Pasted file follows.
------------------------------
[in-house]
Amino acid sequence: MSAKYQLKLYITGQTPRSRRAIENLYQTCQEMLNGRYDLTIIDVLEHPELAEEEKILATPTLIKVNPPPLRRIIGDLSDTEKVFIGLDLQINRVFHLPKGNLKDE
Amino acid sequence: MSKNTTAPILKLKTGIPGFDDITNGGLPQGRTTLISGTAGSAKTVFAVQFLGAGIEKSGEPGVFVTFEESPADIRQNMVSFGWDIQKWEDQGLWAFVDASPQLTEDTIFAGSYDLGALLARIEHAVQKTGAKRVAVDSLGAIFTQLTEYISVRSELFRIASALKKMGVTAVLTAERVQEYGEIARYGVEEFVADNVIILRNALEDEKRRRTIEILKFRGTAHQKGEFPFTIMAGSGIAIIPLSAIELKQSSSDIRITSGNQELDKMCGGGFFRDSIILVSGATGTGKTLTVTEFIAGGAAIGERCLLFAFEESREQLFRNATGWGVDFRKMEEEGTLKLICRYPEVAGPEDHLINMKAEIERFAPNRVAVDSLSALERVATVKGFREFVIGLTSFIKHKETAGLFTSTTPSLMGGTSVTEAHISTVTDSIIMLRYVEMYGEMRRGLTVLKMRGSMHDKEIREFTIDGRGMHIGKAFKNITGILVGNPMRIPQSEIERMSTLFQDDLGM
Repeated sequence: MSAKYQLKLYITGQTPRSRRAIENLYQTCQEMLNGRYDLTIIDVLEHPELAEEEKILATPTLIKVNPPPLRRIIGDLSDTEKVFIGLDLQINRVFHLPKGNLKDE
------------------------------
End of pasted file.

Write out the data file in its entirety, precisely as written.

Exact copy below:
[in-house]
Amino acid sequence: MSAKYQLKLYITGQTPRSRRAIENLYQTCQEMLNGRYDLTIIDVLEHPELAEEEKILATPTLIKVNPPPLRRIIGDLSDTEKVFIGLDLQINRVFHLPKGNLKDE
Amino acid sequence: MSKNTTAPILKLKTGIPGFDDITNGGLPQGRTTLISGTAGSAKTVFAVQFLGAGIEKSGEPGVFVTFEESPADIRQNMVSFGWDIQKWEDQGLWAFVDASPQLTEDTIFAGSYDLGALLARIEHAVQKTGAKRVAVDSLGAIFTQLTEYISVRSELFRIASALKKMGVTAVLTAERVQEYGEIARYGVEEFVADNVIILRNALEDEKRRRTIEILKFRGTAHQKGEFPFTIMAGSGIAIIPLSAIELKQSSSDIRITSGNQELDKMCGGGFFRDSIILVSGATGTGKTLTVTEFIAGGAAIGERCLLFAFEESREQLFRNATGWGVDFRKMEEEGTLKLICRYPEVAGPEDHLINMKAEIERFAPNRVAVDSLSALERVATVKGFREFVIGLTSFIKHKETAGLFTSTTPSLMGGTSVTEAHISTVTDSIIMLRYVEMYGEMRRGLTVLKMRGSMHDKEIREFTIDGRGMHIGKAFKNITGILVGNPMRIPQSEIERMSTLFQDDLGM
Repeated sequence: MSAKYQLKLYITGQTPRSRRAIENLYQTCQEMLNGRYDLTIIDVLEHPELAEEEKILATPTLIKVNPPPLRRIIGDLSDTEKVFIGLDLQINRVFHLPKGNLKDE